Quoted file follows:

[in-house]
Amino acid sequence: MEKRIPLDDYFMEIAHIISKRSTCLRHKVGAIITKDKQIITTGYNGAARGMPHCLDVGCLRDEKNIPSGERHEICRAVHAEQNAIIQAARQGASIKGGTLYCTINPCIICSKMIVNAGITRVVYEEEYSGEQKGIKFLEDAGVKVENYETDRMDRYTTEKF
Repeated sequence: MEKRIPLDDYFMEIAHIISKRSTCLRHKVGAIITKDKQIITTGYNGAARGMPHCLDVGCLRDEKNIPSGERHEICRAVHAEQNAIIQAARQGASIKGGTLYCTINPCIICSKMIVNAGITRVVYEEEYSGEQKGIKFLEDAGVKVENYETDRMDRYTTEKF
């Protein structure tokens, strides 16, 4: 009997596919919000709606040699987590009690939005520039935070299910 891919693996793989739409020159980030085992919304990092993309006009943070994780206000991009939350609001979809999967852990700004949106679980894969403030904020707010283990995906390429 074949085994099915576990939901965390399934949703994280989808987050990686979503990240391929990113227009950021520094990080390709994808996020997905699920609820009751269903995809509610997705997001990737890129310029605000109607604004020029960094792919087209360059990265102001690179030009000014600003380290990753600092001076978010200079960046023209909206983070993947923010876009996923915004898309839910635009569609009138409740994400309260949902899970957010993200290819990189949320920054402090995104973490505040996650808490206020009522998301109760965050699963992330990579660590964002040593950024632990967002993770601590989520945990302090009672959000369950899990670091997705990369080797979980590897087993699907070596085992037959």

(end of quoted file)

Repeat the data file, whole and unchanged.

[in-house]
Amino acid sequence: MEKRIPLDDYFMEIAHIISKRSTCLRHKVGAIITKDKQIITTGYNGAARGMPHCLDVGCLRDEKNIPSGERHEICRAVHAEQNAIIQAARQGASIKGGTLYCTINPCIICSKMIVNAGITRVVYEEEYSGEQKGIKFLEDAGVKVENYETDRMDRYTTEKF
Repeated sequence: MEKRIPLDDYFMEIAHIISKRSTCLRHKVGAIITKDKQIITTGYNGAARGMPHCLDVGCLRDEKNIPSGERHEICRAVHAEQNAIIQAARQGASIKGGTLYCTINPCIICSKMIVNAGITRVVYEEEYSGEQKGIKFLEDAGVKVENYETDRMDRYTTEKF
């Protein structure tokens, strides 16, 4: 009997596919919000709606040699987590009690939005520039935070299910 891919693996793989739409020159980030085992919304990092993309006009943070994780206000991009939350609001979809999967852990700004949106679980894969403030904020707010283990995906390429 074949085994099915576990939901965390399934949703994280989808987050990686979503990240391929990113227009950021520094990080390709994808996020997905699920609820009751269903995809509610997705997001990737890129310029605000109607604004020029960094792919087209360059990265102001690179030009000014600003380290990753600092001076978010200079960046023209909206983070993947923010876009996923915004898309839910635009569609009138409740994400309260949902899970957010993200290819990189949320920054402090995104973490505040996650808490206020009522998301109760965050699963992330990579660590964002040593950024632990967002993770601590989520945990302090009672959000369950899990670091997705990369080797979980590897087993699907070596085992037959």